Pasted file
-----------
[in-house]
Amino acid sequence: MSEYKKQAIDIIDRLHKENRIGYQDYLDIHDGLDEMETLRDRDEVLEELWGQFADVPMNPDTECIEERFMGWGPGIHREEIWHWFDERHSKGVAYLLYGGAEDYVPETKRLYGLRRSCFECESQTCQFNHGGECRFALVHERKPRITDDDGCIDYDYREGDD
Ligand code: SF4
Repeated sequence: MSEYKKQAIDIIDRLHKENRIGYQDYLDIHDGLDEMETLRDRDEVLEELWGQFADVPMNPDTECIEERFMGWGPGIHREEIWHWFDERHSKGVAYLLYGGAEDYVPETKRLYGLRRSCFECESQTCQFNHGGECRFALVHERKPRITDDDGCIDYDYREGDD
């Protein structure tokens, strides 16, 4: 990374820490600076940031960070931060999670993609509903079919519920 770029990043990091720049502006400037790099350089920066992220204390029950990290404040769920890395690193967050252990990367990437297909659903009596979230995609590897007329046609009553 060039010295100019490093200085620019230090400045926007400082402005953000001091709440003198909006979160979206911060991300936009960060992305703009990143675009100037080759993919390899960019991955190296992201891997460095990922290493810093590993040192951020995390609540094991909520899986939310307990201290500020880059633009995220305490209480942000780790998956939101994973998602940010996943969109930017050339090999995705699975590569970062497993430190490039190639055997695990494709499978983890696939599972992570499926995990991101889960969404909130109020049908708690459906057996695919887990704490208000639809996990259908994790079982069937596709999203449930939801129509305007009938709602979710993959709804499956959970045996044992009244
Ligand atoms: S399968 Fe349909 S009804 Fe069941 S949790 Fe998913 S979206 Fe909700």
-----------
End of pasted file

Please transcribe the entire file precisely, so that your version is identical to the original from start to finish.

[in-house]
Amino acid sequence: MSEYKKQAIDIIDRLHKENRIGYQDYLDIHDGLDEMETLRDRDEVLEELWGQFADVPMNPDTECIEERFMGWGPGIHREEIWHWFDERHSKGVAYLLYGGAEDYVPETKRLYGLRRSCFECESQTCQFNHGGECRFALVHERKPRITDDDGCIDYDYREGDD
Ligand code: SF4
Repeated sequence: MSEYKKQAIDIIDRLHKENRIGYQDYLDIHDGLDEMETLRDRDEVLEELWGQFADVPMNPDTECIEERFMGWGPGIHREEIWHWFDERHSKGVAYLLYGGAEDYVPETKRLYGLRRSCFECESQTCQFNHGGECRFALVHERKPRITDDDGCIDYDYREGDD
């Protein structure tokens, strides 16, 4: 990374820490600076940031960070931060999670993609509903079919519920 770029990043990091720049502006400037790099350089920066992220204390029950990290404040769920890395690193967050252990990367990437297909659903009596979230995609590897007329046609009553 060039010295100019490093200085620019230090400045926007400082402005953000001091709440003198909006979160979206911060991300936009960060992305703009990143675009100037080759993919390899960019991955190296992201891997460095990922290493810093590993040192951020995390609540094991909520899986939310307990201290500020880059633009995220305490209480942000780790998956939101994973998602940010996943969109930017050339090999995705699975590569970062497993430190490039190639055997695990494709499978983890696939599972992570499926995990991101889960969404909130109020049908708690459906057996695919887990704490208000639809996990259908994790079982069937596709999203449930939801129509305007009938709602979710993959709804499956959970045996044992009244
Ligand atoms: S399968 Fe349909 S009804 Fe069941 S949790 Fe998913 S979206 Fe909700």